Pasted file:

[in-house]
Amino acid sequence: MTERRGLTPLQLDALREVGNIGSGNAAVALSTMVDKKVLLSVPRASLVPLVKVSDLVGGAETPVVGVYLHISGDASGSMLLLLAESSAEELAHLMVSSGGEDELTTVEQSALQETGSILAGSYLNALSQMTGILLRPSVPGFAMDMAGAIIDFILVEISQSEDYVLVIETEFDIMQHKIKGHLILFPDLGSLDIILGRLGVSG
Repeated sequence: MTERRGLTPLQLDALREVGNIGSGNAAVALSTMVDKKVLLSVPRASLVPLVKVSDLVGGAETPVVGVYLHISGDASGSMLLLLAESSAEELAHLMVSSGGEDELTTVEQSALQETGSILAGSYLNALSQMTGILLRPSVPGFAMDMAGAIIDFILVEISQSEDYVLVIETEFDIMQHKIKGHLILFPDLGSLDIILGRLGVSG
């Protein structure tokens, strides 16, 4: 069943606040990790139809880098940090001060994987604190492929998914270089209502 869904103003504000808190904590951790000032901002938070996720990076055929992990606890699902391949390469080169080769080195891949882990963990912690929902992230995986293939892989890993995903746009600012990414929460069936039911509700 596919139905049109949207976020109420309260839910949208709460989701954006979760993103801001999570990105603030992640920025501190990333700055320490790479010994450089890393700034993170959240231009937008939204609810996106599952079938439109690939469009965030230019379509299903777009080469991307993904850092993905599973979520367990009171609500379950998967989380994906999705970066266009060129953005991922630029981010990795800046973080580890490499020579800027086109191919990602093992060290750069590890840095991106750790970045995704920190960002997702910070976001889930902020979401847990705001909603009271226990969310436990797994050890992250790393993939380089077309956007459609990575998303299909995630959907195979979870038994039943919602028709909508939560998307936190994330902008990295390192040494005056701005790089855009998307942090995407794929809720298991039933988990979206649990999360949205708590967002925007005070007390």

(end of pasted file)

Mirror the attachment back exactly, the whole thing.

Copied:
[in-house]
Amino acid sequence: MTERRGLTPLQLDALREVGNIGSGNAAVALSTMVDKKVLLSVPRASLVPLVKVSDLVGGAETPVVGVYLHISGDASGSMLLLLAESSAEELAHLMVSSGGEDELTTVEQSALQETGSILAGSYLNALSQMTGILLRPSVPGFAMDMAGAIIDFILVEISQSEDYVLVIETEFDIMQHKIKGHLILFPDLGSLDIILGRLGVSG
Repeated sequence: MTERRGLTPLQLDALREVGNIGSGNAAVALSTMVDKKVLLSVPRASLVPLVKVSDLVGGAETPVVGVYLHISGDASGSMLLLLAESSAEELAHLMVSSGGEDELTTVEQSALQETGSILAGSYLNALSQMTGILLRPSVPGFAMDMAGAIIDFILVEISQSEDYVLVIETEFDIMQHKIKGHLILFPDLGSLDIILGRLGVSG
């Protein structure tokens, strides 16, 4: 069943606040990790139809880098940090001060994987604190492929998914270089209502 869904103003504000808190904590951790000032901002938070996720990076055929992990606890699902391949390469080169080769080195891949882990963990912690929902992230995986293939892989890993995903746009600012990414929460069936039911509700 596919139905049109949207976020109420309260839910949208709460989701954006979760993103801001999570990105603030992640920025501190990333700055320490790479010994450089890393700034993170959240231009937008939204609810996106599952079938439109690939469009965030230019379509299903777009080469991307993904850092993905599973979520367990009171609500379950998967989380994906999705970066266009060129953005991922630029981010990795800046973080580890490499020579800027086109191919990602093992060290750069590890840095991106750790970045995704920190960002997702910070976001889930902020979401847990705001909603009271226990969310436990797994050890992250790393993939380089077309956007459609990575998303299909995630959907195979979870038994039943919602028709909508939560998307936190994330902008990295390192040494005056701005790089855009998307942090995407794929809720298991039933988990979206649990999360949205708590967002925007005070007390």